In an embodiment of the present invention, the secondary amine includes an aliphatic amine, such as a cycloaliphatic diamine. Such amines are available commercially from Huntsman Corporation (Houston, Tex.) under the designation of JEFFLINK™ such as JEFFLINK™ 754. In another embodiment, the amine can be provided as an amine-functional resin. Such amine-functional resin can be a relatively low viscosity, amine-functional resin suitable for use in the formulation of high solids polyurea coatings. While any of a number of different amine-functional resins may be suitable, in one embodiment of the invention, the amine-functional resin comprises an ester of an organic acid, for example, an aspartic ester-based amine-functional reactive resin that is compatible with isocyanates, e.g., one that is solvent-free, and/or has a mole ratio of amine-functionality to the ester of no more than 1:1 so there remains no excess primary amine upon reaction. One example of such polyaspartic esters is the derivative of diethyl maleate and 1,5-diamino-2-methylpentane, available commercially from Bayer Corporation of Pittsburgh, Pa. under the trade name Desmophen NH1220. Other suitable compounds containing aspartate groups may be employed as well. Additionally, the secondary polyamines can include polyaspartic esters which can include derivatives of compounds such as maleic acid, fumaric acid esters, aliphatic polyamines, and the like.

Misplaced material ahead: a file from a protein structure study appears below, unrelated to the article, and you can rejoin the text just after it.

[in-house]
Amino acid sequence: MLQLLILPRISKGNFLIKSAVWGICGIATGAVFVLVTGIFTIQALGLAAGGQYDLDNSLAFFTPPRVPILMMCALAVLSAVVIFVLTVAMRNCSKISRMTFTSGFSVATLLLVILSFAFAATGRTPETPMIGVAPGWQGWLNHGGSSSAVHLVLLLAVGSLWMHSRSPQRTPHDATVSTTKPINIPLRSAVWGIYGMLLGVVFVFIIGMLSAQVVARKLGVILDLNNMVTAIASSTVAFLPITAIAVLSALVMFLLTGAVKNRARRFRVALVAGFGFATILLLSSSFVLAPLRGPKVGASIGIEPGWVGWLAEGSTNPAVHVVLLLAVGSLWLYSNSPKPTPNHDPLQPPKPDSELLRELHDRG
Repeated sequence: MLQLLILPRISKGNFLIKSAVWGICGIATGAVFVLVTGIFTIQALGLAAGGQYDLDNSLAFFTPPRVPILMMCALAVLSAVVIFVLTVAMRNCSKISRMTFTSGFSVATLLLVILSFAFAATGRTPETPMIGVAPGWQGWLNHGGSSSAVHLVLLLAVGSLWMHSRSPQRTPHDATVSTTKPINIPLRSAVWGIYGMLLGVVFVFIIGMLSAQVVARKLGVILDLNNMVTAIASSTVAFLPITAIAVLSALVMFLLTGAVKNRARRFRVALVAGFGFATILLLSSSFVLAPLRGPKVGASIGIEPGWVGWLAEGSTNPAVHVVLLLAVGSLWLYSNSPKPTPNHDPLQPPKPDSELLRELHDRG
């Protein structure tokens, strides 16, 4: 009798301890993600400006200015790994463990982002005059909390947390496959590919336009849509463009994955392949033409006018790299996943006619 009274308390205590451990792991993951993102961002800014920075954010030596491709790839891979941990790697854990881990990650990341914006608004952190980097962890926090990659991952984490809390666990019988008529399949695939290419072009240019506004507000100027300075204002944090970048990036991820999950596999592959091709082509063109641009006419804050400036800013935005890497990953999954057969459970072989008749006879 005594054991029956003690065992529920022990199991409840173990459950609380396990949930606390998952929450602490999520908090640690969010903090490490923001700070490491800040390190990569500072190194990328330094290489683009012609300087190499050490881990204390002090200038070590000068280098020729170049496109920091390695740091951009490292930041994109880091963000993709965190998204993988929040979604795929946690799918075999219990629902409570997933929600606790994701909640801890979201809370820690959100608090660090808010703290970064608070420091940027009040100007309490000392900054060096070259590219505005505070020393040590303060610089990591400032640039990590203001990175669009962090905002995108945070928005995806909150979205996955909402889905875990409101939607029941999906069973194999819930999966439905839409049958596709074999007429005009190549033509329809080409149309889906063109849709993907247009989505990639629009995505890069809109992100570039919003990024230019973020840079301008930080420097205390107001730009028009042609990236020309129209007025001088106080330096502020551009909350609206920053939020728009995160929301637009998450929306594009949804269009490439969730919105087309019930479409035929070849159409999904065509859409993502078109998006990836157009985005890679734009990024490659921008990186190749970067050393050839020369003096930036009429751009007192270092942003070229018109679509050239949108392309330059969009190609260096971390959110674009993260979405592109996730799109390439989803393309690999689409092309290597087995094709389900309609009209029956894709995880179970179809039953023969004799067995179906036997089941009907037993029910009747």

The amine-functional component also may include high molecular weight primary amines, such as polyoxyalkyleneamines. The polyoxyalkyleneamines contain two or more primary amino groups attached to a backbone derived, for example, from propylene oxide, ethylene oxide, or a mixture thereof. Examples of such amines include those available under the designation JEFFAMINE™ from Huntsman Corporation. Such amines typically have a molecular weight ranging from 200 to 7500, such as, without limitation, JEFFAMINE D-230, D-400, D-2000, T-403, and T-5000.